The Garden Spider is very sensitive to the slightest vibration. Sometimes when you approach the spider may bounce the web vigorously up and down like a trampoline. The purpose may be to further entangle a victim, or it may be simply to scare away an enemy. When an insect gets entrapped in the web, the spider quickly and accurately runs to the exact spot (never getting tangled up itself). The prey is grabbed with the front pair of legs and rapidly rolled over and over while the fourth pair of legs spreads out a sheet of special wide wrapping silk being secreted by the spinnerets; the insect is spun around and around until it is completely enshrouded.
I have seen spiders pause for a moment or two in the process and if the prey continues to struggle, wrap a few extra layers on the captured insect. Once the insect is completely immobilized, keep in mind that a spider has a soft body and a large insect such as a grasshopper could do serious damage to it, the spider bites with its fangs through the shroud and kills, or paralyzes the insect. After a short while if the spider is hungry it may begin to feed.
The spider’s venom not only kills the insect but serves to liquify the body’s contents and the garden spider sucks the exoskeleton dry. Or, if the spider is not hungry in times of plenty, it carries the neatly wrapped package to the edge of its web and safely hangs it there as a meal for leaner times.
If you are observant, you may notice these pre-packaged meals hanging in the webs. Once all the nutrients are extracted, the insect, shroud and all, are carried to the edge of the web then unceremoniously dropped to earth.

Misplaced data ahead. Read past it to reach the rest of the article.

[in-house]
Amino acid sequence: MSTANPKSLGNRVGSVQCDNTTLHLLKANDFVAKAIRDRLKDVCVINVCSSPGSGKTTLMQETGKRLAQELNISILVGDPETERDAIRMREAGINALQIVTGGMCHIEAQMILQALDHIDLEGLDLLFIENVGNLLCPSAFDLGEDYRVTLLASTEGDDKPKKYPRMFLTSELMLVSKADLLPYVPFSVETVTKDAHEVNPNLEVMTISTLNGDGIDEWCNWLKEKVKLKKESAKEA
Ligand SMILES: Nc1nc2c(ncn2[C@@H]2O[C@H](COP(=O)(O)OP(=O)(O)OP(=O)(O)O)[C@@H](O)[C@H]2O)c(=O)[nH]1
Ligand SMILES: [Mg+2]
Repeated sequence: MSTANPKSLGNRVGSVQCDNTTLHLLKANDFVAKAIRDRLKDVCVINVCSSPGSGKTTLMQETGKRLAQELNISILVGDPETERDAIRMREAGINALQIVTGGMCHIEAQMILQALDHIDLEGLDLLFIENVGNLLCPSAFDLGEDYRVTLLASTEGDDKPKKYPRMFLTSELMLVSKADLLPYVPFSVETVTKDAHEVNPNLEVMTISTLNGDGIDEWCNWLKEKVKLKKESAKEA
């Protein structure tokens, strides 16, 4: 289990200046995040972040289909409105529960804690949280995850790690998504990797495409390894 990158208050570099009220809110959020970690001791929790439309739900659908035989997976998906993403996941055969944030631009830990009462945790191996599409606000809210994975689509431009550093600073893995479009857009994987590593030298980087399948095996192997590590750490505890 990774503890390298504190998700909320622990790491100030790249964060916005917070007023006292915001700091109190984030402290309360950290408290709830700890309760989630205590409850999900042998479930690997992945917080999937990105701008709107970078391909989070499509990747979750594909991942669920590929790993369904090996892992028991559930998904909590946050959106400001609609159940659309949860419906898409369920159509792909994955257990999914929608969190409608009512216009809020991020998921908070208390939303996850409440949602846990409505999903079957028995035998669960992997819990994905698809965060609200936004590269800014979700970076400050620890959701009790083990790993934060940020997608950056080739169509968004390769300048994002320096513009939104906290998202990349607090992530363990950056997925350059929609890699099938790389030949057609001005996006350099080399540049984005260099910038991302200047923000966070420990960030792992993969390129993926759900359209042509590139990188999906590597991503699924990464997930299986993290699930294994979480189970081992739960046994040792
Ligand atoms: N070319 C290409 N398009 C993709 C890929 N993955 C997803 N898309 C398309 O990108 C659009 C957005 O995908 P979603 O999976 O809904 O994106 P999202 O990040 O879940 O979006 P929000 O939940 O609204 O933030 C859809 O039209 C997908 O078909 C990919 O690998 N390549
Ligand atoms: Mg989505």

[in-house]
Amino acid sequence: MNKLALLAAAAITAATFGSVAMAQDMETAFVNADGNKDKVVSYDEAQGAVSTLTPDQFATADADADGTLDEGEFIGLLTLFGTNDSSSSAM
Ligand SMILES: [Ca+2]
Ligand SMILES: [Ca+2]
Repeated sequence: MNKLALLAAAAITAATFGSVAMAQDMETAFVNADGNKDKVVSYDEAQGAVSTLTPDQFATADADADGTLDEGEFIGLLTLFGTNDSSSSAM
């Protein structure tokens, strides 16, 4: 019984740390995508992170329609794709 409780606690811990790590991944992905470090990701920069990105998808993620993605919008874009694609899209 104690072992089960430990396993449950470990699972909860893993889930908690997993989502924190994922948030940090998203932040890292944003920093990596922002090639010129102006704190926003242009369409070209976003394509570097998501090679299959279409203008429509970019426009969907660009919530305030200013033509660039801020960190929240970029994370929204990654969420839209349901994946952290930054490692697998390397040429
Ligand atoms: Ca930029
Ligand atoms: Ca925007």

When I was a boy here on the Tantrough farm where I live, I was fascinated by all this process. For some reason there was always an abundance of Garden Spiders directly behind my grandmother’s poultry house, probably because of the sheer numbers of insects that were active there, flies, moths, wasps, grasshoppers, etc. This low wooden structure was about 100 feet long and often there were as many has six occupied webs there.
Since I had the daily chore of filling the wooden half barrel trough for the cow using the cast iron #2 Deming hand 0perated pump (all water for the livestock was pumped from the well by hand with what was called a “pitcher pump”). I would sneak a few moments to visit my spiders behind the nearby poultry house, catch a few of the small red-legged grasshoppers, my favorite size for this adventure, in the tall grass and carefully flip them into the webs. Very often the grasshopper fell completely through and escaped. No matter, I could always catch dozens more. Eventually one would get snagged, and I was amazed at the speed and efficiency that the spider took care of business, from beginning to end perhaps no more than 30 seconds to a minute. So, I felt that I was helping to rid the garden of pests that ate our string beans and tomatoes plus we had the fattest Golden Garden Spiders in Milford.
As the chill winds of Autumn begin to stir, the much smaller males seek out the females to mate. The male dies shortly after mating. The female deposits her fertilized eggs on a little pad of silk. As a final protective layer, she wraps it all in a tough layer of weather- proof tan silk. This is left hanging on the web and the female dies shortly thereafter, too. Some of the eggs may hatch in the Fall, however, others will not emerge until the following Spring. I am certain that some of the Garden Spiders I see today are direct descendants of those I fed as a boy.
N.B. I was pleased to meet three generations of our newest readers on the trail
that have been enjoying the Nature Preserve trails for twenty-seven years.
Greetings and Happy Hiking!
Recommended reading: Spiders and Their Kin, by Herbert W. Levi and Lorna R.
Levi, A Golden Nature Guide